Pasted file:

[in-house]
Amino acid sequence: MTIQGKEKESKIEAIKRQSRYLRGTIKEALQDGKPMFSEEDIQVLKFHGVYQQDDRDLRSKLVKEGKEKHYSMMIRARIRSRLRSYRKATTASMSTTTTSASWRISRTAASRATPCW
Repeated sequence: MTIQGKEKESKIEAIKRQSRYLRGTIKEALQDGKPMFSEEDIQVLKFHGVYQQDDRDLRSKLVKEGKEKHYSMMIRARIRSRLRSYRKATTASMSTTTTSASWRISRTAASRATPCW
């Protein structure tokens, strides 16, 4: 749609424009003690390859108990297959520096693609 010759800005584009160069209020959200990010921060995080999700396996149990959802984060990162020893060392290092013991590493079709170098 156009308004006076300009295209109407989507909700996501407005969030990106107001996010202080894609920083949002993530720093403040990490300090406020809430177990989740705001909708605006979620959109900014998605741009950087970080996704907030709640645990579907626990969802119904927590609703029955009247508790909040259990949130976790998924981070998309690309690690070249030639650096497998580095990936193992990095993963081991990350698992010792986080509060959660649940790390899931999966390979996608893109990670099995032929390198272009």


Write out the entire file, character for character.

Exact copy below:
[in-house]
Amino acid sequence: MTIQGKEKESKIEAIKRQSRYLRGTIKEALQDGKPMFSEEDIQVLKFHGVYQQDDRDLRSKLVKEGKEKHYSMMIRARIRSRLRSYRKATTASMSTTTTSASWRISRTAASRATPCW
Repeated sequence: MTIQGKEKESKIEAIKRQSRYLRGTIKEALQDGKPMFSEEDIQVLKFHGVYQQDDRDLRSKLVKEGKEKHYSMMIRARIRSRLRSYRKATTASMSTTTTSASWRISRTAASRATPCW
């Protein structure tokens, strides 16, 4: 749609424009003690390859108990297959520096693609 010759800005584009160069209020959200990010921060995080999700396996149990959802984060990162020893060392290092013991590493079709170098 156009308004006076300009295209109407989507909700996501407005969030990106107001996010202080894609920083949002993530720093403040990490300090406020809430177990989740705001909708605006979620959109900014998605741009950087970080996704907030709640645990579907626990969802119904927590609703029955009247508790909040259990949130976790998924981070998309690309690690070249030639650096497998580095990936193992990095993963081991990350698992010792986080509060959660649940790390899931999966390979996608893109990670099995032929390198272009």